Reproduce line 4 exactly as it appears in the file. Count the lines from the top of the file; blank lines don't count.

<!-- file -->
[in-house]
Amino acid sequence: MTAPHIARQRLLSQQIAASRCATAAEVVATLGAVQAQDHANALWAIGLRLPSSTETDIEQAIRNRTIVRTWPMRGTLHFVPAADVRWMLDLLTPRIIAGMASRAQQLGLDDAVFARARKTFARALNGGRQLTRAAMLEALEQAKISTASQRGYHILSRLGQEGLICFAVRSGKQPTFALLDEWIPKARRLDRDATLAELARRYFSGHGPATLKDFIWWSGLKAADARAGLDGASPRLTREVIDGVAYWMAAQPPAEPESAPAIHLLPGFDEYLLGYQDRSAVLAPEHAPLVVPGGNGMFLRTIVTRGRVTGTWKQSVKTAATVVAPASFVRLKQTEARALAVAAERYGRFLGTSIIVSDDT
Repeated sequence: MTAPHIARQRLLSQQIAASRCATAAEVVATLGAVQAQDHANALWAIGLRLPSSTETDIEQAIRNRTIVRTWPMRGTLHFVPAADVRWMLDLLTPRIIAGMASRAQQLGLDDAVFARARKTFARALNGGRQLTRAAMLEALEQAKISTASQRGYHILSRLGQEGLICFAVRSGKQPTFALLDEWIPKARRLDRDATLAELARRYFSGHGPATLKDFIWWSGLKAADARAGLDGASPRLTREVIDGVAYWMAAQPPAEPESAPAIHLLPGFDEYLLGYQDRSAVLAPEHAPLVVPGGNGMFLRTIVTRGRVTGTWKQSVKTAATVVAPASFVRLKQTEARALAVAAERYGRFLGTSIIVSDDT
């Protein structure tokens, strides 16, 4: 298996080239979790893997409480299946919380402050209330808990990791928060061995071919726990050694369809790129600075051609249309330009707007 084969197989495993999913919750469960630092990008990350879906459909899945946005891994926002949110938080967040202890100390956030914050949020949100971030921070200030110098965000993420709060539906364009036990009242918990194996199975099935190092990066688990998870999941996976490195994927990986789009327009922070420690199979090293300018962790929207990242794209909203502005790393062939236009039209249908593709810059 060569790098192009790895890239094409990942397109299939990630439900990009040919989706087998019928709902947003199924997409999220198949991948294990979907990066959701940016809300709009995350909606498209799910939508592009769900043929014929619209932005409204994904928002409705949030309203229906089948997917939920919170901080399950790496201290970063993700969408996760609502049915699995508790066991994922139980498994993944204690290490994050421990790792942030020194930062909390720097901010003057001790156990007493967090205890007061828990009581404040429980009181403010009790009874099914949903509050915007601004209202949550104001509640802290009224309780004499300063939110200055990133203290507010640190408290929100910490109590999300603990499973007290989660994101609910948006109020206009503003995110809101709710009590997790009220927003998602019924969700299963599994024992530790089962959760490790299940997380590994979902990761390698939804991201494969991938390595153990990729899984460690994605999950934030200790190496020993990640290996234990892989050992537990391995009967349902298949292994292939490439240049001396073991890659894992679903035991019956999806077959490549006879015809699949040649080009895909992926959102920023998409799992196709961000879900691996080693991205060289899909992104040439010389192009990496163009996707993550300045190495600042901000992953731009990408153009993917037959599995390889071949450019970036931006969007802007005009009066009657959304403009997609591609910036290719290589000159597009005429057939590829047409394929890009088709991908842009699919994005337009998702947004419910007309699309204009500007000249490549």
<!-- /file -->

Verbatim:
């Protein structure tokens, strides 16, 4: 298996080239979790893997409480299946919380402050209330808990990791928060061995071919726990050694369809790129600075051609249309330009707007 084969197989495993999913919750469960630092990008990350879906459909899945946005891994926002949110938080967040202890100390956030914050949020949100971030921070200030110098965000993420709060539906364009036990009242918990194996199975099935190092990066688990998870999941996976490195994927990986789009327009922070420690199979090293300018962790929207990242794209909203502005790393062939236009039209249908593709810059 060569790098192009790895890239094409990942397109299939990630439900990009040919989706087998019928709902947003199924997409999220198949991948294990979907990066959701940016809300709009995350909606498209799910939508592009769900043929014929619209932005409204994904928002409705949030309203229906089948997917939920919170901080399950790496201290970063993700969408996760609502049915699995508790066991994922139980498994993944204690290490994050421990790792942030020194930062909390720097901010003057001790156990007493967090205890007061828990009581404040429980009181403010009790009874099914949903509050915007601004209202949550104001509640802290009224309780004499300063939110200055990133203290507010640190408290929100910490109590999300603990499973007290989660994101609910948006109020206009503003995110809101709710009590997790009220927003998602019924969700299963599994024992530790089962959760490790299940997380590994979902990761390698939804991201494969991938390595153990990729899984460690994605999950934030200790190496020993990640290996234990892989050992537990391995009967349902298949292994292939490439240049001396073991890659894992679903035991019956999806077959490549006879015809699949040649080009895909992926959102920023998409799992196709961000879900691996080693991205060289899909992104040439010389192009990496163009996707993550300045190495600042901000992953731009990408153009993917037959599995390889071949450019970036931006969007802007005009009066009657959304403009997609591609910036290719290589000159597009005429057939590829047409394929890009088709991908842009699919994005337009998702947004419910007309699309204009500007000249490549």